Executive Summary: On December 6, 2019, a sharply divided panel of the Second Circuit (covering New York, Connecticut, and Vermont) ruled that judicial approval of Fair Labor Standard Act (FLSA) settlements resolved under Federal Rule of Civil Procedure 68’s offer of judgment mechanism is not required. In the Second Circuit, FLSA settlements typically require judicial approval for fairness under a 2015 Second Circuit decision called Cheeks v. Freeport Pancake House. However, the Second Circuit held that where FLSA plaintiffs resolve their disputes with employers by accepting an offer of judgment, judicial approval, in that narrow instance, is not required under Cheeks.

The Second Circuit’s Ruling: Yu v. Hasaki Restaurant, Inc., et al. (2d Cir. 2019), involved a putative collective action brought under the FLSA for unpaid overtime. Shortly after filing suit, defendant Hasaki Restaurant offered the named plaintiff $20,000 plus reasonable attorneys’ fees as an offer of judgment to settle under Rule 68(a). Plaintiff accepted the offer, and the parties filed the offer and notice of acceptance with the district court.

Before the Clerk of the Court could enter judgment, however, the district court sua sponte ordered the parties to submit the settlement for a fairness review and judicial approval under Cheeks. The district court explained that it believed Cheeks required it to scrutinize the parties’ settlement to ensure it was fair and reasonable. Both parties disputed the district court’s authority to do so. They filed an interlocutory appeal with the Second Circuit. Because neither litigant agreed with the district court’s order, the Second Circuit appointed Public Citizen as amicus curiae to defend the district court’s ruling.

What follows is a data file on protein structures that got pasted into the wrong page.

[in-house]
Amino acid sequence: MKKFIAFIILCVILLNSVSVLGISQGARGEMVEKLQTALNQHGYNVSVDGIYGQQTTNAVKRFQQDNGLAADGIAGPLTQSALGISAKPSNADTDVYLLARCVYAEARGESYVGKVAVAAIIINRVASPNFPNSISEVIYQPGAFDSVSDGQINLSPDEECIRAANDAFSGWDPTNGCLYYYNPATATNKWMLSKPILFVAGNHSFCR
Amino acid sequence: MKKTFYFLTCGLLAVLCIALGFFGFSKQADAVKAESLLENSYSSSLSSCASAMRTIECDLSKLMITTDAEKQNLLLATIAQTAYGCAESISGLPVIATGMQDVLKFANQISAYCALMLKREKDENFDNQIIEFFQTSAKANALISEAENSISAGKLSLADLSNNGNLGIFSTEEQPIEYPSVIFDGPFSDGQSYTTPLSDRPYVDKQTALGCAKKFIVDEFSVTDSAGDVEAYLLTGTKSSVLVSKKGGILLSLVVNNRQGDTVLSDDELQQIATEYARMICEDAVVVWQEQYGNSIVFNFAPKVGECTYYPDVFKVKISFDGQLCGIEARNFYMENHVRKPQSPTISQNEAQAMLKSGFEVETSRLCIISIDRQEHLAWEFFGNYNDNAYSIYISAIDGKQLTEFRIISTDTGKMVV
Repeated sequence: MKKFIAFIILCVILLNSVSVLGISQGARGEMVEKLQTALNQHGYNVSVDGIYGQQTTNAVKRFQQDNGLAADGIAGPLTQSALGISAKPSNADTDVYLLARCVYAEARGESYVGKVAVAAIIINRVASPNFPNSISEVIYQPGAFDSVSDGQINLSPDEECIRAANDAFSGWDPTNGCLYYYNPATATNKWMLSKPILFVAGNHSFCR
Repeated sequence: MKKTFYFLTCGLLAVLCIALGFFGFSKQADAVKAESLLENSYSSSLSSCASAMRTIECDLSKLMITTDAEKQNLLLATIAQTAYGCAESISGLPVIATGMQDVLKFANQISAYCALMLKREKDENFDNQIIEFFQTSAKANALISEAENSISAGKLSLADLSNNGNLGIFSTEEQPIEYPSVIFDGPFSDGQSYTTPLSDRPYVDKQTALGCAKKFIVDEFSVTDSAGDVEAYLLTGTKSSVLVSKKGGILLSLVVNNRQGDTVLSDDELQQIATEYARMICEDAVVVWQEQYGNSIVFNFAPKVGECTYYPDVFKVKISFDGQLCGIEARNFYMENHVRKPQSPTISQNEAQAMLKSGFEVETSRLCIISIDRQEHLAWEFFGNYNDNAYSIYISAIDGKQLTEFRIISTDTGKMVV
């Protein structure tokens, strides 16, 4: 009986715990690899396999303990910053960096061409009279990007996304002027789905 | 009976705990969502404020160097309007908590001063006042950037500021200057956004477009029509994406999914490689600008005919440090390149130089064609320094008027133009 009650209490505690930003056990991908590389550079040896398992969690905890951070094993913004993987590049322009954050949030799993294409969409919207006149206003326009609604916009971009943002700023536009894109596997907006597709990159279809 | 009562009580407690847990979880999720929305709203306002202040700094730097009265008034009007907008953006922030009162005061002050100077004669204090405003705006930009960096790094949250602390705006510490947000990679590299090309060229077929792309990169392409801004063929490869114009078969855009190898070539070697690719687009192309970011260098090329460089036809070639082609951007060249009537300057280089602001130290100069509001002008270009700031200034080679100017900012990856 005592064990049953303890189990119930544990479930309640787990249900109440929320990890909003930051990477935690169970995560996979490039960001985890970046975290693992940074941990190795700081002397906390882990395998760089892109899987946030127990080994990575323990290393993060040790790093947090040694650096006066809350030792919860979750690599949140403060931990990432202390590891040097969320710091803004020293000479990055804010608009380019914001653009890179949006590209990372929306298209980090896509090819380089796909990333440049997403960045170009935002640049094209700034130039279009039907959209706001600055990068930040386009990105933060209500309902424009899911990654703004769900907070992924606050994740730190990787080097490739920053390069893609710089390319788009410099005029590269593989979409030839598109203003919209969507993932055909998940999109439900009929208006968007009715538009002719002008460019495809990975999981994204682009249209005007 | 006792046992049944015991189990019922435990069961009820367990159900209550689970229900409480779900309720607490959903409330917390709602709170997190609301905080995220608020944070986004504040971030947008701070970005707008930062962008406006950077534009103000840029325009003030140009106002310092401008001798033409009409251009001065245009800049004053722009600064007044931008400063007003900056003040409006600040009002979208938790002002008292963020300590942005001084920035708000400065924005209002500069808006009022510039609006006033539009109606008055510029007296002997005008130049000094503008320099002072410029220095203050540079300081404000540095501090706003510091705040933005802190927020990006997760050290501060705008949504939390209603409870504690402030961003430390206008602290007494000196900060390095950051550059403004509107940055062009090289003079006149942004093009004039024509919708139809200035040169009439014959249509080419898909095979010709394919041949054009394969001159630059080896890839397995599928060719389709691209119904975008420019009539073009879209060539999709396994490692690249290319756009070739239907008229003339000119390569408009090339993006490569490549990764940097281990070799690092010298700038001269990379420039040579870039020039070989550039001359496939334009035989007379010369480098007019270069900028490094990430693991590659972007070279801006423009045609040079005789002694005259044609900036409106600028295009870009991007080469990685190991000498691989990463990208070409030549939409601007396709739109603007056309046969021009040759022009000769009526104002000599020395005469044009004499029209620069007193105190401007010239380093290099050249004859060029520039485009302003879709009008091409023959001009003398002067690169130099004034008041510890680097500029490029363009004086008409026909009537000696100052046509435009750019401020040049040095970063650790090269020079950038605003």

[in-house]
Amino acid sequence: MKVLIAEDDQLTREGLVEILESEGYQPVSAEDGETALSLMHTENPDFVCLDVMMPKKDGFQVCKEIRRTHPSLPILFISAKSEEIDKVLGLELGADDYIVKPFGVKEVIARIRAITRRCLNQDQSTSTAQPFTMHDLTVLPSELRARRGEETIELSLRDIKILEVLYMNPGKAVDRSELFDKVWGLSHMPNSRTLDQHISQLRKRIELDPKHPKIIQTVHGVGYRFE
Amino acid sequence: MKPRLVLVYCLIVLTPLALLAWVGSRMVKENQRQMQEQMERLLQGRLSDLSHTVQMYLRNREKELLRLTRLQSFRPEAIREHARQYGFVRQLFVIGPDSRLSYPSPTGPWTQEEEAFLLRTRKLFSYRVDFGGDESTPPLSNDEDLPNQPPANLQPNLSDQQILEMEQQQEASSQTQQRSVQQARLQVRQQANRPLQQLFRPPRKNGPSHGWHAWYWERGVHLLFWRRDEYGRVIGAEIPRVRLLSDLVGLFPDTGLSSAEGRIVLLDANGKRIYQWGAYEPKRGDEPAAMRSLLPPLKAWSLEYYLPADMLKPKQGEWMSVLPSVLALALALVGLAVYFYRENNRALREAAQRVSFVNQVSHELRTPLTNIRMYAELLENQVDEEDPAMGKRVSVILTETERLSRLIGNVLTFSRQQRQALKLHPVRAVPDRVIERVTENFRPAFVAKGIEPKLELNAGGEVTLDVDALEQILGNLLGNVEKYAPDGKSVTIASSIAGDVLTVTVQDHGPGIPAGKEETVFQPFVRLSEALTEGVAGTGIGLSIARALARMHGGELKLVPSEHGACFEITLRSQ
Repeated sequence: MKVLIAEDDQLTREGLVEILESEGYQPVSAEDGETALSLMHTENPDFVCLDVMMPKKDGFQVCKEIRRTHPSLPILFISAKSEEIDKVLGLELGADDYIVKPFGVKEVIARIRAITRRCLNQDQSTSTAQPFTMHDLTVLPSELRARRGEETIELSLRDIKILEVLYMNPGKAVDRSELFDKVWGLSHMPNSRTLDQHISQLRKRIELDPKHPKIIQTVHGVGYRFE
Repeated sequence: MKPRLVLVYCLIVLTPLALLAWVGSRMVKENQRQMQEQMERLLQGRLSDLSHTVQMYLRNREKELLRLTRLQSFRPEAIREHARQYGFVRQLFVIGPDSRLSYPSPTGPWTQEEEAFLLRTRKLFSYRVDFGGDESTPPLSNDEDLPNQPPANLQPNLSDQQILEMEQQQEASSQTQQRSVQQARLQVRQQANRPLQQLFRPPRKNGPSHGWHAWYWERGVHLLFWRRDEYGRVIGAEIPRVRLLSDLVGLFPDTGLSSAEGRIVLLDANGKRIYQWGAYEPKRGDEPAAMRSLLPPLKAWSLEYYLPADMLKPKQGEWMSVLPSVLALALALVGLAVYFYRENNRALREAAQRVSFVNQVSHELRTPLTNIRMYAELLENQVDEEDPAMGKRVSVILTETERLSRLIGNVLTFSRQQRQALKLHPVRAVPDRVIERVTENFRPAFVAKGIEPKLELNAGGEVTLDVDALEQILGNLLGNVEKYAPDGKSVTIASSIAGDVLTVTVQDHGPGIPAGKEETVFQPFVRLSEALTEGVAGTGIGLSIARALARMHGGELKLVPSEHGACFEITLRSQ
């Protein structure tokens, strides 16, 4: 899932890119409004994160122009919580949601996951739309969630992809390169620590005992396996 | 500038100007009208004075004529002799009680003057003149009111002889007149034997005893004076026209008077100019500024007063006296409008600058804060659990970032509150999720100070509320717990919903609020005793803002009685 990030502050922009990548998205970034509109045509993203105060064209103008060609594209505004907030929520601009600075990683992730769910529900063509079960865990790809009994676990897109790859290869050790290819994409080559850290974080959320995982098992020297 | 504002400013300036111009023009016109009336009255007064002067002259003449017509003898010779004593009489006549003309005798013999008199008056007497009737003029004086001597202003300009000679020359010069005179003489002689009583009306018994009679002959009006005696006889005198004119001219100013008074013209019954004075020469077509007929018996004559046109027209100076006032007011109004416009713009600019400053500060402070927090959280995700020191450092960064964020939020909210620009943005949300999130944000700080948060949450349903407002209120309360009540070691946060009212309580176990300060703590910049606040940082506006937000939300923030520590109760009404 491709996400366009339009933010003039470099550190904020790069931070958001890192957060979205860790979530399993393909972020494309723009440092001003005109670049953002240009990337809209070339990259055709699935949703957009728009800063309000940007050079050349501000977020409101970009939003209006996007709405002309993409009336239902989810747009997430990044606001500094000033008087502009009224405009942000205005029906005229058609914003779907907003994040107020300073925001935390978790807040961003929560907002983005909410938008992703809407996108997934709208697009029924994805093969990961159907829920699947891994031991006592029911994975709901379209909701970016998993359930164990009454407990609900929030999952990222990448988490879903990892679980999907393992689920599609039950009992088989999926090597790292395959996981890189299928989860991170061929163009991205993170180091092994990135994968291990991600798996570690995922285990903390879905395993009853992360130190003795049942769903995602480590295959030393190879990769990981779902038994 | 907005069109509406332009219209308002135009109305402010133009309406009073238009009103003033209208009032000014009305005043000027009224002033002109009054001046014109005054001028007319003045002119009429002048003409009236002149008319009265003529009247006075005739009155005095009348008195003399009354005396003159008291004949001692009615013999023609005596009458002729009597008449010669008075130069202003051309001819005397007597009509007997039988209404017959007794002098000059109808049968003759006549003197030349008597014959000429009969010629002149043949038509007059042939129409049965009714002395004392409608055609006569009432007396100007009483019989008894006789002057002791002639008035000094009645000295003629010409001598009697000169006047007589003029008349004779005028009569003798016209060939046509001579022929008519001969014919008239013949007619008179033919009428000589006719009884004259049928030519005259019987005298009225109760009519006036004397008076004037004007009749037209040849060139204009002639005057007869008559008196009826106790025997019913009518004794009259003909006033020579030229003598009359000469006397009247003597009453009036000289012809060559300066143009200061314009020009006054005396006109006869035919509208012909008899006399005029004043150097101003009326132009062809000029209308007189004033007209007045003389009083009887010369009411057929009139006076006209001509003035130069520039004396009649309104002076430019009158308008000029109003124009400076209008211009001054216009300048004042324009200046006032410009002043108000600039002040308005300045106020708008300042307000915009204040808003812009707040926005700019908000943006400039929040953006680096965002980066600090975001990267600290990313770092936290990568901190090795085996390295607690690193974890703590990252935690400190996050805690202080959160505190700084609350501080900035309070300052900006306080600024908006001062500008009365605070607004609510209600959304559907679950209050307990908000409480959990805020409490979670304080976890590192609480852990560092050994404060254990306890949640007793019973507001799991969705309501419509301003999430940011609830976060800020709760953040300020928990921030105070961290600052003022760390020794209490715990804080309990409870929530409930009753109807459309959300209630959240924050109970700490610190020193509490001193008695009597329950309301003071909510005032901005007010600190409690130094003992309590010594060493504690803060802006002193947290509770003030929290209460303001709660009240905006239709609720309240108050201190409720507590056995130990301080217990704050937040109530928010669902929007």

The Second Circuit reversed the district court, finding that judicial approval was not mandatory for FLSA settlements reached under Rule 68(a). The court began with the text of Rule 68(a). The court held that on its face, the rule “command[s] that the clerk must enter judgment” and is both “mandatory and absolute.” The court assumed, for the sake of argument, that in certain situations, Rule 68 offers of judgment are susceptible to judicial review. So, the question boiled down to “whether FLSA claims fall within the narrow class of claims that cannot be settled under Rule 68 without approval by the court (or the DOL).” The court answered that question, “no,” holding that approval is not required.

First, contrary to the district court’s reasoning, the Supreme Court has never explicitly prohibited settling FLSA claims through stipulated judgments. Nor has any circuit court held that FLSA claims cannot be settled under Rule 68(a) without judicial approval. Public Citizen argued that Supreme Court precedent “laid the foundation” to hold that Rule 68(a) offers of judgment must be approved by a judge before the clerk may enter judgment. But the Second Circuit was not prepared to “make that interpretive leap” absent any indication so requiring from Congress or the Supreme Court.